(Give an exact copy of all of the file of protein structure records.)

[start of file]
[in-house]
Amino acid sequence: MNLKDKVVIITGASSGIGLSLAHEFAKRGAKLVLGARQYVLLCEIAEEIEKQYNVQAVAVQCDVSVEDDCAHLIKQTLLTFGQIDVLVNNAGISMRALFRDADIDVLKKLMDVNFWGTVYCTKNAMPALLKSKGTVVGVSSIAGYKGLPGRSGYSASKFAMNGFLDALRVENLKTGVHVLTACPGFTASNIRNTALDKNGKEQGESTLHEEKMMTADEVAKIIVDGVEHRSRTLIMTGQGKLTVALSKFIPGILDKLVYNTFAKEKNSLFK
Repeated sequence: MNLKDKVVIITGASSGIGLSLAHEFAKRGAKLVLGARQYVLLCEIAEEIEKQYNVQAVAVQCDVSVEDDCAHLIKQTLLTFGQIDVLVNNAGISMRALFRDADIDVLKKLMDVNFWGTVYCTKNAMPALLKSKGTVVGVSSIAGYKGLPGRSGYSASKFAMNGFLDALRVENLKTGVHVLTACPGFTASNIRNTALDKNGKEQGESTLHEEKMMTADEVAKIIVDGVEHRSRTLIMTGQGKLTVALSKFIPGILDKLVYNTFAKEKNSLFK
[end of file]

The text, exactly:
[in-house]
Amino acid sequence: MNLKDKVVIITGASSGIGLSLAHEFAKRGAKLVLGARQYVLLCEIAEEIEKQYNVQAVAVQCDVSVEDDCAHLIKQTLLTFGQIDVLVNNAGISMRALFRDADIDVLKKLMDVNFWGTVYCTKNAMPALLKSKGTVVGVSSIAGYKGLPGRSGYSASKFAMNGFLDALRVENLKTGVHVLTACPGFTASNIRNTALDKNGKEQGESTLHEEKMMTADEVAKIIVDGVEHRSRTLIMTGQGKLTVALSKFIPGILDKLVYNTFAKEKNSLFK
Repeated sequence: MNLKDKVVIITGASSGIGLSLAHEFAKRGAKLVLGARQYVLLCEIAEEIEKQYNVQAVAVQCDVSVEDDCAHLIKQTLLTFGQIDVLVNNAGISMRALFRDADIDVLKKLMDVNFWGTVYCTKNAMPALLKSKGTVVGVSSIAGYKGLPGRSGYSASKFAMNGFLDALRVENLKTGVHVLTACPGFTASNIRNTALDKNGKEQGESTLHEEKMMTADEVAKIIVDGVEHRSRTLIMTGQGKLTVALSKFIPGILDKLVYNTFAKEKNSLFK